Can I deduct medical expenses for my college kids?


Q. I pay medical expenses for my college age kids but they are not my dependents anymore. Can I deduct the costs?
— Mom

A. Everyone wants to look for ways to save on their tax bill.

But we’re afraid you’re out of luck.

Medical expenses are only deductible for the taxpayer, spouse and dependents, said Michael Karu, a certified public accountant with Levine, Jacobs & Co. in Livingston.

“If your children are no longer dependents, then any related medical expenses, child tax credits, etc. are no longer allowed,” Karu said.

But you may have other items you can deduct.

Both the IRS and New Jersey allow the same medical expenses to be deducted, he said.

The big difference is the floor.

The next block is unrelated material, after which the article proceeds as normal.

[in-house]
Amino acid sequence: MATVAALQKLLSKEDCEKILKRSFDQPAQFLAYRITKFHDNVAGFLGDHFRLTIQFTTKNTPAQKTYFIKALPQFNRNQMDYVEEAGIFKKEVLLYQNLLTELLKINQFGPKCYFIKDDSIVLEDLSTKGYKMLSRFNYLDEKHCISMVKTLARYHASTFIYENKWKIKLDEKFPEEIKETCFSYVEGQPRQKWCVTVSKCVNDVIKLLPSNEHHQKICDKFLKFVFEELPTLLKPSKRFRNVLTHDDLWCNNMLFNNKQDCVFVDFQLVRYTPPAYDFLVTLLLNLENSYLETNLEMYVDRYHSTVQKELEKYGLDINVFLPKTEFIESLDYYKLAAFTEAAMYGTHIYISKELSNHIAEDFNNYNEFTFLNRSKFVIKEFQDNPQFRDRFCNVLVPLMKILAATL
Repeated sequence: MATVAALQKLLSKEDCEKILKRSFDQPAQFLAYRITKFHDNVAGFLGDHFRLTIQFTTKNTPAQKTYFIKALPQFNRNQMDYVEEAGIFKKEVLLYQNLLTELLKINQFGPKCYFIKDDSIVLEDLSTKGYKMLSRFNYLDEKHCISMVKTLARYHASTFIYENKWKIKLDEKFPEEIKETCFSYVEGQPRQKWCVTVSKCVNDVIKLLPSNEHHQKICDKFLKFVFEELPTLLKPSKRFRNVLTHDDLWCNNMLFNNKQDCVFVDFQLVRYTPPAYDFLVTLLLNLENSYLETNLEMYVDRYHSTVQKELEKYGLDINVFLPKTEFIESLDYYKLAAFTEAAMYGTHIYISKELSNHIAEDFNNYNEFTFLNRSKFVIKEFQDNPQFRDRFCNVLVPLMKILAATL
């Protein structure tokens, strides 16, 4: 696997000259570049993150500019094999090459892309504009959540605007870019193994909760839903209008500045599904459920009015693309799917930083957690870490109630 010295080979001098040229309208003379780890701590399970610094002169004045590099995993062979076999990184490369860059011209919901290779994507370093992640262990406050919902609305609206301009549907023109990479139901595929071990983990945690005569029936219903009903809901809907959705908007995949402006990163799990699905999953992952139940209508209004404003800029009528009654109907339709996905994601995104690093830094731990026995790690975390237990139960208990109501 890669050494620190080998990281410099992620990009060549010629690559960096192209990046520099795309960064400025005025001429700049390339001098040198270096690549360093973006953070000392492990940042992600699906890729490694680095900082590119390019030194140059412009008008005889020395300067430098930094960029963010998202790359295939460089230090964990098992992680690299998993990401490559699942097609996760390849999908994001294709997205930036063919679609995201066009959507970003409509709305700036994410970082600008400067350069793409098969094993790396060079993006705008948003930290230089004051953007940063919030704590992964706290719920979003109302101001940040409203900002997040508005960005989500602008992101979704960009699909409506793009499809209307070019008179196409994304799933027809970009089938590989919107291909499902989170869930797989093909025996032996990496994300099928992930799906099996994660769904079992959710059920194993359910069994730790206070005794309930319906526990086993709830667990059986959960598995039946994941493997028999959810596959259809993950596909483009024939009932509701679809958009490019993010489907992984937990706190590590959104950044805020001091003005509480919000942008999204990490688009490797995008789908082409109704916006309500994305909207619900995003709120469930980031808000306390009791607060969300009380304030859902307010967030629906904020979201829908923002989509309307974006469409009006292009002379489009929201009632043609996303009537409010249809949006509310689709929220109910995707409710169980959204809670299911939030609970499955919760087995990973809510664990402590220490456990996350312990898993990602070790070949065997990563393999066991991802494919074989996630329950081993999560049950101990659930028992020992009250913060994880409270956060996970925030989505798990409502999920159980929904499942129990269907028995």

“The federal floor is 7½% of your adjusted gross income, while New Jersey only has a 2% floor,” Karu said.

Note that the federal deduction gets combined with other itemized deductions, while the New Jersey deduction is a stand-alone line item, he said.

“The definition of medical expenses is the costs of diagnosis, cure, mitigation, treatment, or prevention of disease, and for the purpose of affecting any part or function of the body,” he said. “Included are payments for medical services rendered by physicians, surgeons, dentists, and other medical providers.”

The cost of medical equipment, supplies, and diagnostic devices needed for those purposes are also included, he said.

Medical insurance and long-term care insurance also are allowed, but there are annual limitations on long-term care premiums, he said.

To see a full list of what can be deducted, take a look at IRS Publication 502. 

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This story was originally published on March 6, 2023. presents certain general financial planning principles and advice, but should never be viewed as a substitute for obtaining advice from a personal professional advisor who understands your unique individual circumstances.